Lab Assignment 1: Pong

This lab is longer than any of the previous short assignments. It is said that Athena, daughter of Zeus, leapt forth full-formed from Zeus' head. But unless you are Zeus, you will have to break this lab down into parts and solve some simpler problems first. I have, therefore, assigned a checkpoint, described in the checkpoint section below. You will solve this checkpoint problem and submit the solution as a short assignment several days before the main lab is due. The checkpoint will count for 5 out of the 40 points on this assignment.

Don't stop once you reach the checkpoint. The assignment will take the entire week. If you need help, get help early.

The game

When I was 10, I went to visit my grandmother. She had a funky little box hooked to her black-and-white television, and we were able to play a simple video game involving a ball and two rectangles, which represented paddles. That game was called Pong, and it is not to be confused with the subterranean version played around here. Here's a video of what it looked like back then: Atari Pong.

The game has three important behaviors:

  1. If the ball hits a vertical wall, the game is over.
  2. If the ball hits a horizontal wall, it bounces off that wall.
  3. If the ball hits the inner face of a paddle, it bounces off the paddle.

Each paddle is independently controllable. Six keys on the keyboard control the game:

The paddles should never leave the playing surface. While a paddle is touching the top wall, it cannot go up, and while a paddle is touching the bottom wall, it cannot go down.

Even given these rules, you have much latitude in this assignment. You do not have to produce something that looks identical to my version; it is meant only to provide a demonstration of basic functionality.

Checkpoint: Moving the paddles

You will start by putting up a graphics window with just the paddles. Each paddle is a rectangular block, 80 pixels high and 20 pixels wide, initially in the upper-left and lower-right corners of a 400 x 400 window. Like so:

You may choose whatever colors you like.

The paddles may move up and down as follows:

But no paddle may move outside the window. When the left paddle hits the top window boundary, pressing a has no effect, and when it hits the bottom window boundary, pressing z has no effect. Likewise, when the right paddle hits the top window boundary, pressing k has no effect, and when it hits the bottom window boundary, pressing m has no effect.

Here's what my window looked like after I'd pressed k a few times:

And then after pressing z a few times:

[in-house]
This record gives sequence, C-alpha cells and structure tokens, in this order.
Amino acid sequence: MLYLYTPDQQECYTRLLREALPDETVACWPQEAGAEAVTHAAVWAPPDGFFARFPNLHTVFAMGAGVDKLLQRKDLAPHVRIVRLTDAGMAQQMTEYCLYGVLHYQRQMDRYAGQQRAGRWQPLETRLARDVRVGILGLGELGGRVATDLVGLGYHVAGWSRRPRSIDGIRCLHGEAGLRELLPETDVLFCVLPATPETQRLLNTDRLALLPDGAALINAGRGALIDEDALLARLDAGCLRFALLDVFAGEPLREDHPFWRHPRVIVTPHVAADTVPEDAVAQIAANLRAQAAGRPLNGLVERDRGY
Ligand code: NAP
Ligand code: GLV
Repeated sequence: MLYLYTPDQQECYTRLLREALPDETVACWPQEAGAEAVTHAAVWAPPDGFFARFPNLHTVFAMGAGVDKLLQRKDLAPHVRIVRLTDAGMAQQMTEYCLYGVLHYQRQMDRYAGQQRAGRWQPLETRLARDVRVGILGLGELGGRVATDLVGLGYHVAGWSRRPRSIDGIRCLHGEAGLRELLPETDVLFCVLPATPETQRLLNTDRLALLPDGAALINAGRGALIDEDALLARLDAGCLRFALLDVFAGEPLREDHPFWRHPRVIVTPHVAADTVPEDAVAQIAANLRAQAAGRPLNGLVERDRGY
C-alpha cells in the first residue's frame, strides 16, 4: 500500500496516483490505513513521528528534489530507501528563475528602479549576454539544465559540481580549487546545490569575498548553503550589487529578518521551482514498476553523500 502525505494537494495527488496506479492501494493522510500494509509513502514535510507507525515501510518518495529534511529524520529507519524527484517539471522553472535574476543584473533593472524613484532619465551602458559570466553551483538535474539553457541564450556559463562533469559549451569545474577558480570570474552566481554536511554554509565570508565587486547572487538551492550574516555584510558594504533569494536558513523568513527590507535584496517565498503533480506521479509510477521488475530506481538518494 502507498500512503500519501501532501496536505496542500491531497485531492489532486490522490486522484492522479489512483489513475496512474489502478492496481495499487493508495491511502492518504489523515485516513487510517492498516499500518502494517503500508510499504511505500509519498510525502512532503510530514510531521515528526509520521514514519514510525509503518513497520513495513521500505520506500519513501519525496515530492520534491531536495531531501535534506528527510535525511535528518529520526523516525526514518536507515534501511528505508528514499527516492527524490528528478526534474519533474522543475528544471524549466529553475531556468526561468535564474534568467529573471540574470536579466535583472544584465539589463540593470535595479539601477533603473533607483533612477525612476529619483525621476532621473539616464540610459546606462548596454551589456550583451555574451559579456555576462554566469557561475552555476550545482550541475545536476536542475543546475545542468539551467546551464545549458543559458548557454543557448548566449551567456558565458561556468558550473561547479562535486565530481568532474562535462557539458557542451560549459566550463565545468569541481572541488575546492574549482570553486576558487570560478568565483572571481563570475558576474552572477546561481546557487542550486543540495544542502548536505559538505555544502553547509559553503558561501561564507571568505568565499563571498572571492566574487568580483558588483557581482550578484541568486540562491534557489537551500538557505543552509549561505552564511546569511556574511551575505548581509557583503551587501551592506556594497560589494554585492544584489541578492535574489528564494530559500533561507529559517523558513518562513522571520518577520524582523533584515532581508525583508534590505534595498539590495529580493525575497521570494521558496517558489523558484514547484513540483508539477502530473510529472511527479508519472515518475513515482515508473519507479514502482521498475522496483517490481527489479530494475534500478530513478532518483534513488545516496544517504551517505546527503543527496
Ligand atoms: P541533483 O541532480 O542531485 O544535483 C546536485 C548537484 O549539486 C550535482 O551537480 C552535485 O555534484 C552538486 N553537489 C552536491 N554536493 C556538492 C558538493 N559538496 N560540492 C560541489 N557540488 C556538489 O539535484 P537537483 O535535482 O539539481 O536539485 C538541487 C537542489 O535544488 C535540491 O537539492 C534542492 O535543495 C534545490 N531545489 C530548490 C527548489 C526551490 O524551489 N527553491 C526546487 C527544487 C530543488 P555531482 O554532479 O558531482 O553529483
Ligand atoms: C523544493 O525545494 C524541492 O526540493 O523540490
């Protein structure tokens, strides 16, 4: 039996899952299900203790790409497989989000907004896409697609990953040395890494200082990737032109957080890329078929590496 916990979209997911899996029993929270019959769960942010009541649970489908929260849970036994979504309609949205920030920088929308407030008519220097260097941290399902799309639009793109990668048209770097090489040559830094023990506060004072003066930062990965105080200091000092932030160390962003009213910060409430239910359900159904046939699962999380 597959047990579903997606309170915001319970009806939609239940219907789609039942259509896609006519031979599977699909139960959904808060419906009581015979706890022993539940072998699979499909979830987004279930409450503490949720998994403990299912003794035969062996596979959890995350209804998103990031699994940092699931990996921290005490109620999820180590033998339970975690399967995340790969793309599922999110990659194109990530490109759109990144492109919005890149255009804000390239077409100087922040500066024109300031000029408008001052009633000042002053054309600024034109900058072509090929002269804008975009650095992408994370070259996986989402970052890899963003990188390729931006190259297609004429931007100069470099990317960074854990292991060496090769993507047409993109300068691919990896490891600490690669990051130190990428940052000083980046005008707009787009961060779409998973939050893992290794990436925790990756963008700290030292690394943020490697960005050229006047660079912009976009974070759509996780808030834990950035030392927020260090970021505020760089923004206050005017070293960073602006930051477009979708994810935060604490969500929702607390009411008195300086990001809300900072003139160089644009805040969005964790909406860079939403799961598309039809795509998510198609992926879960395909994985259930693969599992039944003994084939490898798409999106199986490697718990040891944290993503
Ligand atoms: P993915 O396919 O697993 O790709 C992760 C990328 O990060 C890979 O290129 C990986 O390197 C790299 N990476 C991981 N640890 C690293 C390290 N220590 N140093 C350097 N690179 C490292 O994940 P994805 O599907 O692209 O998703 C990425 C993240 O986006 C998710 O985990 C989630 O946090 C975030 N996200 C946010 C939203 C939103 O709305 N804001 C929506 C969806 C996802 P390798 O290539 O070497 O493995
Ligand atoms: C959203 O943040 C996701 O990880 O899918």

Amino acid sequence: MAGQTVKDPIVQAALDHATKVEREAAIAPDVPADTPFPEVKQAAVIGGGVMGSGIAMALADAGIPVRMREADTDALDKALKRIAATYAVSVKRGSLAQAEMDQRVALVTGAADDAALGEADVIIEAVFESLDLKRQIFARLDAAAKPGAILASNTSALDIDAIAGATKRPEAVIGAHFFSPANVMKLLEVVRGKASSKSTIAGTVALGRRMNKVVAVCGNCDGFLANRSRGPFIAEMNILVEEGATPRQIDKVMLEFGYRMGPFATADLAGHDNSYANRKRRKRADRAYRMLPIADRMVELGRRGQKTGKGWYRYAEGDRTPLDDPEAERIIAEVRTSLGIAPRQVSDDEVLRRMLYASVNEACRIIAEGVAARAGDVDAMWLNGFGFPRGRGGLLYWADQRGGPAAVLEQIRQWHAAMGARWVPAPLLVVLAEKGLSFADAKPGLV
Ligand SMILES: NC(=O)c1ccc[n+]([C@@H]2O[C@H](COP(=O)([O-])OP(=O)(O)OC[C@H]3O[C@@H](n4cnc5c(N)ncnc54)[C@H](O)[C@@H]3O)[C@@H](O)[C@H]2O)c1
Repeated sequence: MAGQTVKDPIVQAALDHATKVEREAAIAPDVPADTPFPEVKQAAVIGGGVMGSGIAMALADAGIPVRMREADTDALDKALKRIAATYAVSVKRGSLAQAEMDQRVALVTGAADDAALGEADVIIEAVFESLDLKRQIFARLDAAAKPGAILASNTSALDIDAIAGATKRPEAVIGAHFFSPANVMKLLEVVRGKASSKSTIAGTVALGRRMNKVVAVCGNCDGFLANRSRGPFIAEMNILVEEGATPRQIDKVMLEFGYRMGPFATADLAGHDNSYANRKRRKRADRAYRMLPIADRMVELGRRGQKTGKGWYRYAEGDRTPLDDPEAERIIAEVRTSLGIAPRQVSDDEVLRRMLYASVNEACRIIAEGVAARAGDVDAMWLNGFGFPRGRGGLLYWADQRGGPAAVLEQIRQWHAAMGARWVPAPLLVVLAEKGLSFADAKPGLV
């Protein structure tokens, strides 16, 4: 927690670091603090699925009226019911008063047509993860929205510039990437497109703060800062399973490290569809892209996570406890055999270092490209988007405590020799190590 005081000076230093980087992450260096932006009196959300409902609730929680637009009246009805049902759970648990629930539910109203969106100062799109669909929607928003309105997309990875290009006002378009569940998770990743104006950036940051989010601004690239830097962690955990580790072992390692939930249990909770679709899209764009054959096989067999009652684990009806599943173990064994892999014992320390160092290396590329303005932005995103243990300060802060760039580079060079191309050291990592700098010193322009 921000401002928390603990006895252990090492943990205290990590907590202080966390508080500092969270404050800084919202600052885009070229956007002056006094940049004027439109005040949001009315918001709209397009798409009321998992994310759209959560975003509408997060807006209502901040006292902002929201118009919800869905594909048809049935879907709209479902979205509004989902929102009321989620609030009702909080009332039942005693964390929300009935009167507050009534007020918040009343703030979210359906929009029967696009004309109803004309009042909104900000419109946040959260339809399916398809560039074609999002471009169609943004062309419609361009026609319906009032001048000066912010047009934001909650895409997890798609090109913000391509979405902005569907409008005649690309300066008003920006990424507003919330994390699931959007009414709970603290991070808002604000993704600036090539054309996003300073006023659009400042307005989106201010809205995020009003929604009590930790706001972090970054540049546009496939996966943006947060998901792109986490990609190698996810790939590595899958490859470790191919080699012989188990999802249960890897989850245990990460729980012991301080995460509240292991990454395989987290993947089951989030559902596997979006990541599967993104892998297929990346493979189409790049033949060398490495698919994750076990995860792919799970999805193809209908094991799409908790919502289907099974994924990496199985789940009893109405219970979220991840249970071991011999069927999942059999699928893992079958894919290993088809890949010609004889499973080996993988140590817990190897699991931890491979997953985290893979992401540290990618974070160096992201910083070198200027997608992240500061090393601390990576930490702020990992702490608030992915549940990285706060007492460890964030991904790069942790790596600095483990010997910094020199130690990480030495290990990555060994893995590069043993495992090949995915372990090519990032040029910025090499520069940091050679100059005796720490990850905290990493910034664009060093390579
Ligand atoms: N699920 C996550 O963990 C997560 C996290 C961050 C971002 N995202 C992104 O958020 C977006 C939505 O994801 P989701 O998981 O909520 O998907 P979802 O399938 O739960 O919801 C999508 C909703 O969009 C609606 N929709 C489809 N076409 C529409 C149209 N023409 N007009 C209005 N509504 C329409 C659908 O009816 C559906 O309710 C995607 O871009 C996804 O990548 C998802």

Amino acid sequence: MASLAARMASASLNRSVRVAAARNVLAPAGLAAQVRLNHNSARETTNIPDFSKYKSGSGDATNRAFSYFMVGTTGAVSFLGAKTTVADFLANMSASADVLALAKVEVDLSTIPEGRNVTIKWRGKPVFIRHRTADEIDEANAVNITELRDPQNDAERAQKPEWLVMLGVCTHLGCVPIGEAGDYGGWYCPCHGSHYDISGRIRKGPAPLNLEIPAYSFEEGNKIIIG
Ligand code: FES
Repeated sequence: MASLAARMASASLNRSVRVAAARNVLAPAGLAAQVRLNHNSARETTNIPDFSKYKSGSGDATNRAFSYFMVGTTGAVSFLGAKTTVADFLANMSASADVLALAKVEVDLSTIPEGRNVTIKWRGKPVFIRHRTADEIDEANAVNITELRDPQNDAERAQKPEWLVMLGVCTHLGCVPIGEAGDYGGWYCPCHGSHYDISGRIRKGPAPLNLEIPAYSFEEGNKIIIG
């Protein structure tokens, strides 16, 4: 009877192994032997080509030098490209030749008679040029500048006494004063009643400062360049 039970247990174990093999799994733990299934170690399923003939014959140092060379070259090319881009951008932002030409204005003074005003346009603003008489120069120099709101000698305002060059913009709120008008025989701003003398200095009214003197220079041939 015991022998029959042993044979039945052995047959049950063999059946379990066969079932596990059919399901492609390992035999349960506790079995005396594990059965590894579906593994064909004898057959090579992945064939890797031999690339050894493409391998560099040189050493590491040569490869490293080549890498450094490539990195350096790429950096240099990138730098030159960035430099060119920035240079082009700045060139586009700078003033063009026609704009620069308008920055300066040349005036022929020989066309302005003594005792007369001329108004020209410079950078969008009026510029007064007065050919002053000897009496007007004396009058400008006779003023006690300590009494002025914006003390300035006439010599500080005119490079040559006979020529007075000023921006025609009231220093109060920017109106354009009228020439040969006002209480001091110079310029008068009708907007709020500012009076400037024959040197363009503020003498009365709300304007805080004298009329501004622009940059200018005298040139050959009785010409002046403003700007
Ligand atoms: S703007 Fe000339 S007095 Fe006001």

Make sure to define constants for things that never change:

Remember that paddles move only vertically, and they may never move off the window. Also, your paddles should be able to move simultaneously. Your section leader will run your code to verify that you got the behavior right.

What to turn in for your checkpoint

  1. Turn in three screenshots of your program: one of its initial state and two with the paddles having moved.

  2. Turn in your .py source code listing.

  3. Turn in a brief (one paragraph) description of how you plan to start the next part of the assignment. A good thing to mention would be a first step that simplifies things. (For example, "I plan to approach the next part of the assignment by first considering how to write a program that prints out "CONTACT" when a zero-radius ball hits a full-sized wall on the right side of the screen.)

How to proceed after the checkpoint

As a next step, I recommend a simple animation of moving the ball. Start with the ball in the center of the window, and have it move to the right. Of course, in this first step, the ball will quickly leave the window, but that's OK: it's just a first step.

Next, I recommend working on a function to detect whether the ball has moved beyond a vertical wall on the right hand side of the screen in the current time step. (Why moved beyond, and not made contact with? The ball might more than one pixel in each time step, so perfect equality may never be achieved. Greater-than and less-than operators are great!) This function will need to take some parameters describing the location of the ball and the x-coordinate of the wall. The function should return True or False depending on whether a collision has happened.